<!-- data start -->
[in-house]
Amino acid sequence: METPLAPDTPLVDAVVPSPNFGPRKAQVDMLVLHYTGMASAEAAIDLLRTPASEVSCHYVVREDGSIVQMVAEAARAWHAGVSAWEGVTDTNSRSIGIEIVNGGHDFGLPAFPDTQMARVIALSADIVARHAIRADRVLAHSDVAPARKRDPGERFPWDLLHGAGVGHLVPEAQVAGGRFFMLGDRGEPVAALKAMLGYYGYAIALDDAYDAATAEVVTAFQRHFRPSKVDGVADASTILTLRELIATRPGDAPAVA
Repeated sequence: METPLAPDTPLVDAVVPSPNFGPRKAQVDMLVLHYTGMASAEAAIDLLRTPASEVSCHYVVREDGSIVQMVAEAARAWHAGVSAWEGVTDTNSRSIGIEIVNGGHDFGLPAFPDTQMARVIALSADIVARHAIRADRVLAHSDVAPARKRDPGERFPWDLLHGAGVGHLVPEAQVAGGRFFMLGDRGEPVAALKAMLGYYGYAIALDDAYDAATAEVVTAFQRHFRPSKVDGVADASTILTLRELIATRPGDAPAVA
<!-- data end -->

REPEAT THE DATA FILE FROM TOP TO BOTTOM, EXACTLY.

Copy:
[in-house]
Amino acid sequence: METPLAPDTPLVDAVVPSPNFGPRKAQVDMLVLHYTGMASAEAAIDLLRTPASEVSCHYVVREDGSIVQMVAEAARAWHAGVSAWEGVTDTNSRSIGIEIVNGGHDFGLPAFPDTQMARVIALSADIVARHAIRADRVLAHSDVAPARKRDPGERFPWDLLHGAGVGHLVPEAQVAGGRFFMLGDRGEPVAALKAMLGYYGYAIALDDAYDAATAEVVTAFQRHFRPSKVDGVADASTILTLRELIATRPGDAPAVA
Repeated sequence: METPLAPDTPLVDAVVPSPNFGPRKAQVDMLVLHYTGMASAEAAIDLLRTPASEVSCHYVVREDGSIVQMVAEAARAWHAGVSAWEGVTDTNSRSIGIEIVNGGHDFGLPAFPDTQMARVIALSADIVARHAIRADRVLAHSDVAPARKRDPGERFPWDLLHGAGVGHLVPEAQVAGGRFFMLGDRGEPVAALKAMLGYYGYAIALDDAYDAATAEVVTAFQRHFRPSKVDGVADASTILTLRELIATRPGDAPAVA